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Shankly remembered: Lessons from Liverpool


This month, Mark Loftus of the Thinking Partnership looks at the recent goings-on at Liverpool football Club, and what leaders can learn.

It has been a good week. As a life-long Evertonian few experiences have been sweeter than that of watching Liverpool FC succumb to Everton FC in the derby. It was the icing on a cake of schadenfreude that I have consumed with relish as month after month of extraordinary events in the boardroom of Gillett and Hicks have unfolded.

Setting my partisan self to one side, the events have prompted me to reflect on what we can learn about leadership from Liverpool's current predicament, and what we can learn from the unparalleled success they enjoyed in English and European football from the mid 60s to the late 80s.

Leaders create leaders

The first observation is that it is leaders who create leaders. It is not leadership development specialists, consultants, coaches or business schools. The most demanding test of how good a leader somebody really is, is whether they create leaders.
Liverpool was owned from the early 50s to 2007 by the Moores family, who had made their money as owners of Littlewoods. This stability in ownership led to continuity of management off the pitch, which in turn fed success on the pitch. 15 years of Bill Shankly's leadership was followed by nine years of his former assistant, Bob Paisley, who in turn was followed by his former assistant Joe Fagan, and then by his key striker, Kenny Dalglish. It was a remarkable three-decade record of success, of leaders creating leaders who created the next leaders.
"The most demanding test of how good a leader somebody really is, is whether they create leaders."
What stands out looking back on Shankly's time and influence is the deep commitment that he had both to his players and to the Liverpool cause. There are managers who show unflinching desire to win and for whom the players are the means to this end, and there are managers who are compromised because of their uncertainty about how to handle their superstars. This interweaving of deep commitment to a cause and matching commitment to the people was expressed by Shankly in a characteristically direct way. His reaction to Tommy Smith, the Liverpool hard-man defender, when Smith turned up for training with a bandaged knee was: "Take that bandage off, and what do you mean your knee, it's Liverpool's knee!"
And as for articulating commitment to the cause, it does not come much clearer than this: "Fire in your belly comes from pride and passion in wearing the red shirt. We don't need to motivate players because each of them is responsible for the performance of the team as a whole. The status of Liverpool's players keeps them motivated."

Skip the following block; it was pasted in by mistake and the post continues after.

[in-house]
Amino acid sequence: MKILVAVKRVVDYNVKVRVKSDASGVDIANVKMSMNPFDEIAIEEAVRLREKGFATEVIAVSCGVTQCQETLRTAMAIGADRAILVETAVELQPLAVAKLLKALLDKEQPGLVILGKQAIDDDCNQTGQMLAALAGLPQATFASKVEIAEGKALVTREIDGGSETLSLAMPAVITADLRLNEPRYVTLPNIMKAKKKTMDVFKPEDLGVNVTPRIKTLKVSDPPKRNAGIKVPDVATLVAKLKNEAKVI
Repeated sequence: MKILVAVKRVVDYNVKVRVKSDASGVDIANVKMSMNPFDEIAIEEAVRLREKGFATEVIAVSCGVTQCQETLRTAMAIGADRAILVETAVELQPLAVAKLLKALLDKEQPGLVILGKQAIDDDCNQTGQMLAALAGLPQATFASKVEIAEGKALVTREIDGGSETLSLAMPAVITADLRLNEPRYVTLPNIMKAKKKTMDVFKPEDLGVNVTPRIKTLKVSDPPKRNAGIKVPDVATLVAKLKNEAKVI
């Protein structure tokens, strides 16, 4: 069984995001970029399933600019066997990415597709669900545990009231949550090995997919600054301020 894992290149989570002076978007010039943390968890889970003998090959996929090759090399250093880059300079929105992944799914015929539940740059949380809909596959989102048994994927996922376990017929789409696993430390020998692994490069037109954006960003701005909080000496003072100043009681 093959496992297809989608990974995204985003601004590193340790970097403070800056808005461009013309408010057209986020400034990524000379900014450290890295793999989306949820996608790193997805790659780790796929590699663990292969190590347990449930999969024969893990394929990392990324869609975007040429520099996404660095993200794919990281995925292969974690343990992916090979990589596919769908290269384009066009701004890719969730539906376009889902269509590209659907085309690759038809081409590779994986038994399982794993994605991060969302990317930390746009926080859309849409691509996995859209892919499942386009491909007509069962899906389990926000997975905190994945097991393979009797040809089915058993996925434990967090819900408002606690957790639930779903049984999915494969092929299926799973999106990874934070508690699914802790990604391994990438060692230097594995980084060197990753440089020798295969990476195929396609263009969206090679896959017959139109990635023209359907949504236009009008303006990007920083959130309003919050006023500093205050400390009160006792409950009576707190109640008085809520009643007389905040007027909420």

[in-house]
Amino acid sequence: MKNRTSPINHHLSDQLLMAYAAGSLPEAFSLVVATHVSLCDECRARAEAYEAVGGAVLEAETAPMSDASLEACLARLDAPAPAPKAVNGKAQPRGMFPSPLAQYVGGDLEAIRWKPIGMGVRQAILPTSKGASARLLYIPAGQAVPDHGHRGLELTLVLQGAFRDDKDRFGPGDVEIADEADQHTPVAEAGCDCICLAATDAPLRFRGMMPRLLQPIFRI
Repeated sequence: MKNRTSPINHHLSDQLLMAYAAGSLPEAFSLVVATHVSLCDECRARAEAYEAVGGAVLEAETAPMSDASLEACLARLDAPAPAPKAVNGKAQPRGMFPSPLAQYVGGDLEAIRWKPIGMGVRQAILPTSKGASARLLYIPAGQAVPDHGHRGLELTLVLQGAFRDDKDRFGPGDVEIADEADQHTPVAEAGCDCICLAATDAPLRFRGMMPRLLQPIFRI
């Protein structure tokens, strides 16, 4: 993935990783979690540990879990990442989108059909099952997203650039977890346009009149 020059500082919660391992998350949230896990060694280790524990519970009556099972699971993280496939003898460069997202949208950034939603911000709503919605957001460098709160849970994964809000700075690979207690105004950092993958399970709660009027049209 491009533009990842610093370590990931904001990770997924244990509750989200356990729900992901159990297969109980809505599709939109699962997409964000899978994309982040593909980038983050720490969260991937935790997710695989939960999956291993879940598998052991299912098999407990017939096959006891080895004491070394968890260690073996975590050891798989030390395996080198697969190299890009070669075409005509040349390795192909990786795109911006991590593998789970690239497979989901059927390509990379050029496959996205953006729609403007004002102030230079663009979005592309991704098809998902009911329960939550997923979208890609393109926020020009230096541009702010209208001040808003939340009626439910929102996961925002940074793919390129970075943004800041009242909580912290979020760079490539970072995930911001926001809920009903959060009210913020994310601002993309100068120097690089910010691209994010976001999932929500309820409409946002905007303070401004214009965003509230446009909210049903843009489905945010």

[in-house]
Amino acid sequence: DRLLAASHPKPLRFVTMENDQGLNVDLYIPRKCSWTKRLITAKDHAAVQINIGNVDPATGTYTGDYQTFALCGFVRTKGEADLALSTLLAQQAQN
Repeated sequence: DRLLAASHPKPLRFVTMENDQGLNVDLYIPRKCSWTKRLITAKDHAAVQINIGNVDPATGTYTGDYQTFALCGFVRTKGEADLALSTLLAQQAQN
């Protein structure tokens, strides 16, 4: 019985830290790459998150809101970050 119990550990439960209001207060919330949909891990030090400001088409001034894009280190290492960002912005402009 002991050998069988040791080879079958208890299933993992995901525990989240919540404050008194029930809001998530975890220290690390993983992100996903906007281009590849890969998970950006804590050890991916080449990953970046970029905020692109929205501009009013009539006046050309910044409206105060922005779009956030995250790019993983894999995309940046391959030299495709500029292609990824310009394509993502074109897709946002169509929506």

Leaders create the conditions for leadership

The second reflection is that leaders must create the conditions within which they and their people can lead and perform. It is a primary act of leadership to create the space within which others can lead.
In one of our clients, emerging from a painful turnaround, the CEO in his first 18 months focused solely on ensuring that the business delivered strong operational performance, despite evidence of major dysfunction in his board and colleagues pressing him to try to sort the problems out. His judgement was that he needed this performance to provide the foundation of re-establishing the executive's credibility in the eyes of analysts. Respect in the City gave him the authority to sort out his own board, facing down some powerful figures who were also significant shareholders. In turn, this created the space for his executives to perform in, secure in the awareness that the Board would not interfere in the operations of the business, in the execution of strategy.
Martin Broughton's actions as chairman of Liverpool offer a direct parallel, but with his focus being to sort his board out first: having the courage to face down and resolve the poisonous climate that had emerged around the Hicks and Gillett ownership. Whether this will bring the stability Liverpool so badly needs will remain to be seen. 
"It is a primary act of leadership to create the space within which others can lead."
On this analysis, Shankly and his successors benefited enormously from the stability that the Moores family brought, and their determination not to interfere with the manager, to make sure that they gave him the space in which to lead. There was little thanks from Shankly, though: "At a football club, there's a holy trinity - the players, the manager and the supporters. Directors don't come into it. They are only there to sign the cheques."
Perhaps this is the final lesson from Liverpool. There needs to be a willingness on the part of the owners and the board to leave their egos at the gates of Anfield and to have the humility to do their part in connecting to the cause of the club. As Shankly reflected: "I was only in the game for the love of football - and I wanted to bring back happiness to the people of Liverpool."
Mark Loftus is a director of The Thinking Partnership. He has 20 years' experience as an organisational consultant and is a recognised authority on emotional intelligence and the art of assessing senior leaders. He is a chartered clinical psychologist with an MPhil from London's Institute of Psychiatry, and has a degree in philosophy and psychology from Oxford University. 

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